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A Canadian National Railway Co. rail car carries fuels past a petroleum plant in Montreal on Saturday, Nov. 5, 2011.

Brent Lewin/Bloomberg

Expectations for lower crude-by-rail volumes amid plunging oil prices have prompted one analyst to cut the profit forecasts for the six major North American railways.

Fadi Chamoun, an equities analyst with Bank of Montreal, said profit growth should remain strong in the rail sector, including Canadian Pacific Railway Ltd. and Canadian National Railway Co., but he is making "slight reductions" to earnings targets for 2015 and 2016.

Oil prices have plunged by 47 per cent to $56 (U.S.) a barrel since July, raising the prospect producers will reduce production or balk at the cost of using trains instead of pipelines to move oil to refineries.

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"Given the sharp decline in oil prices, we have moderated our assumed growth in crude by rail across the rail sector," Mr. Chamoun said in a research report.

Calgary-based CP's target per-share profit is cut to $11 from $11.20 for 2015, and to $13 from $13.65 in 2016, Mr. Chamoun said. At CN, the 2015 target is raised to $4.19 from $4.12, but reduced to $4.63 from $4.68 for 2016.

CP has said it expects to haul 200,000 carloads of oil in 2015, from about 125,000 in 2014, and that the plunge in oil prices will not change that. The company says any decline in revenue from moving oil will be offset by a saving in fuel costs and a rise in demand for freight as lower energy costs provide a lift to the economy.

Mr. Chamoun is less optimistic, and reduced CP's 12-month share-price outlook to $250 from $260 but maintained an "outperform" rating.

"Our revised forecast for CP Rail assumes 161,000 crude carloads in 2015, modest growth in 2016 and flat volume afterwards," Mr. Chamoun said, adding he expects crude prices will rise from current levels and support a "steady increase in North American production."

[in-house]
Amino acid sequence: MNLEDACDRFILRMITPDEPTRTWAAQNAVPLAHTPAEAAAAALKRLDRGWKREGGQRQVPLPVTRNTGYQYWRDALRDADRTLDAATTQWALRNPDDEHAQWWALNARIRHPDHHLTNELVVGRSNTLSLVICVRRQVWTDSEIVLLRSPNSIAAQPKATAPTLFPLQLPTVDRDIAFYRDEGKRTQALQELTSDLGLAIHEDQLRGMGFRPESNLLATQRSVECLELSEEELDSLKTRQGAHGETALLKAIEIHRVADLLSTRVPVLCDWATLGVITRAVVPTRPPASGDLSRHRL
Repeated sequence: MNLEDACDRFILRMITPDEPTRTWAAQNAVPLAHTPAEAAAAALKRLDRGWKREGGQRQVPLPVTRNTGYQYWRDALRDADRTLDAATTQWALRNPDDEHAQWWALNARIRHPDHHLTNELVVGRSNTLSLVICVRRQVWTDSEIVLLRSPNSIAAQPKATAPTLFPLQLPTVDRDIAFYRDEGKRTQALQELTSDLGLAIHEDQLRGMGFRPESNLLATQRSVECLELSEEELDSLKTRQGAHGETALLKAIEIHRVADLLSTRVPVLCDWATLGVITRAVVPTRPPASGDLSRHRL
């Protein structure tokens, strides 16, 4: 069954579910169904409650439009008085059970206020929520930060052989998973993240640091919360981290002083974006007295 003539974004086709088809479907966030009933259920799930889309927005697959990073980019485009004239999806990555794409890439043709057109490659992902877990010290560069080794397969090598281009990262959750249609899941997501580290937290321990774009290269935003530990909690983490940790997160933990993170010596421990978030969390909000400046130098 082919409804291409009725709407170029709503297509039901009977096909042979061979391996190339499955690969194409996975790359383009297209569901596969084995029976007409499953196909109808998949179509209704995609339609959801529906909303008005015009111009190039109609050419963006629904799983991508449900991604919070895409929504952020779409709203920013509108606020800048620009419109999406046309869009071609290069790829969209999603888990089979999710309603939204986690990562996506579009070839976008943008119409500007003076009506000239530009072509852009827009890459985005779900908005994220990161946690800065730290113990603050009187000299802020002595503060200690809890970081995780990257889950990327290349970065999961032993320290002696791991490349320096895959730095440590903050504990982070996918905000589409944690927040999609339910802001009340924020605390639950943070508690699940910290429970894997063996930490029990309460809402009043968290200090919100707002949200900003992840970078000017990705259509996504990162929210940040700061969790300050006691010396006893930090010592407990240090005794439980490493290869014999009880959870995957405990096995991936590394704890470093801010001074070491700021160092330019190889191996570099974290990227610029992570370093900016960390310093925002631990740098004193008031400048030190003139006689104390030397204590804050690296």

CP's third-quarter report shows it gets about 7 per cent of its revenue from moving oil, drill pipes and sand for hydraulic well fracturing, making it the most exposed to the energy sector of the big railways. (CN does not break out its oil revenue, but is estimated to get about 4 per cent of its revenue from the energy business. Other analyst estimates put the figure for both companies at closer to 10 per cent.)

Near-term production in Alberta's oil sands is not expected to fall because most the projects are run by large well-funded companies. By 2016, smaller budgets will cut production growth and have a "modest impact" on demand for crude by rail, Mr. Chamoun said, adding that the biggest threat to moving crude by rail is new pipeline capacity. Both CN and CP serve the Canadian oil patch.

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The other source of demand for crude shipments is the Bakken region of North Dakota, a region where higher-cost production is more vulnerable to lower prices. The region is served by CP and BNSF Railway Co.

Over all, Mr. Chamoun is confident CP and the rail sector in general can outperform the markets and the economy, even as lower oil fuel prices could give a lift to the rival trucking industry.

"We believe that sector valuation will continue to be supported at levels consistent with cyclical highs notwithstanding the modestly lower growth assumptions from the energy segment," he wrote. "The Class 1 railroads are expected to deliver seven per cent or more organic growth, which is amongst the highest in the industrial sector, and convert this growth into mid- to high-teens earnings growth through positive operating and financial leverage."

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